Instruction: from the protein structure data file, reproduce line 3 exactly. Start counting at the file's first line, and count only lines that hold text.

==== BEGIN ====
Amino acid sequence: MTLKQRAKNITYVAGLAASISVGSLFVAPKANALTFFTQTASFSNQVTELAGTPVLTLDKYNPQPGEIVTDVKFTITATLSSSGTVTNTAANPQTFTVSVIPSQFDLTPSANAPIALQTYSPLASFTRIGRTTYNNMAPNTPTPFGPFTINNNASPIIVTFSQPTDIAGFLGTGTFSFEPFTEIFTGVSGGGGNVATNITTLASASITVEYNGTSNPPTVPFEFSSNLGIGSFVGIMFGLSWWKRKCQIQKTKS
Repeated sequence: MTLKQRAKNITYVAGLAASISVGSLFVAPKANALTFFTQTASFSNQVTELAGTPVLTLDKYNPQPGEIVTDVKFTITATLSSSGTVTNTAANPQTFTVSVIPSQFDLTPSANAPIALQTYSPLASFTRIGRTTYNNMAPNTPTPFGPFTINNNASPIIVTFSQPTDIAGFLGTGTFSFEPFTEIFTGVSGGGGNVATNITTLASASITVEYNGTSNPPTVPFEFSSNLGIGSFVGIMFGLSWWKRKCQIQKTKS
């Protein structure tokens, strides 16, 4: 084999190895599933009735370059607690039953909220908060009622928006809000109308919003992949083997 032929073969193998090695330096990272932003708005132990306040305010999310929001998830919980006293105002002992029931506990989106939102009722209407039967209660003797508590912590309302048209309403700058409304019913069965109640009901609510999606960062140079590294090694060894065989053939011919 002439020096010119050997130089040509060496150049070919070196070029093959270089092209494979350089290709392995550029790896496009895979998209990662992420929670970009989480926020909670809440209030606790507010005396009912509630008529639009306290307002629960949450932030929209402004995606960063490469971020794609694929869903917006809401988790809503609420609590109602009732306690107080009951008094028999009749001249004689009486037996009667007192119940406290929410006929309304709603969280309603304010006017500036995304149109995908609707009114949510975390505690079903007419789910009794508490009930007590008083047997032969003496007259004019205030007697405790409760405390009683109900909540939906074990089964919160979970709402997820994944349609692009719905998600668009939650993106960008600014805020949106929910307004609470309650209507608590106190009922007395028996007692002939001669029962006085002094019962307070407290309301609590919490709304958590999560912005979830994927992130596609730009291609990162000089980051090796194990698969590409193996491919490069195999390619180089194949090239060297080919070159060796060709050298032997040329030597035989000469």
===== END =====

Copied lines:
């Protein structure tokens, strides 16, 4: 084999190895599933009735370059607690039953909220908060009622928006809000109308919003992949083997 032929073969193998090695330096990272932003708005132990306040305010999310929001998830919980006293105002002992029931506990989106939102009722209407039967209660003797508590912590309302048209309403700058409304019913069965109640009901609510999606960062140079590294090694060894065989053939011919 002439020096010119050997130089040509060496150049070919070196070029093959270089092209494979350089290709392995550029790896496009895979998209990662992420929670970009989480926020909670809440209030606790507010005396009912509630008529639009306290307002629960949450932030929209402004995606960063490469971020794609694929869903917006809401988790809503609420609590109602009732306690107080009951008094028999009749001249004689009486037996009667007192119940406290929410006929309304709603969280309603304010006017500036995304149109995908609707009114949510975390505690079903007419789910009794508490009930007590008083047997032969003496007259004019205030007697405790409760405390009683109900909540939906074990089964919160979970709402997820994944349609692009719905998600668009939650993106960008600014805020949106929910307004609470309650209507608590106190009922007395028996007692002939001669029962006085002094019962307070407290309301609590919490709304958590999560912005979830994927992130596609730009291609990162000089980051090796194990698969590409193996491919490069195999390619180089194949090239060297080919070159060796060709050298032997040329030597035989000469």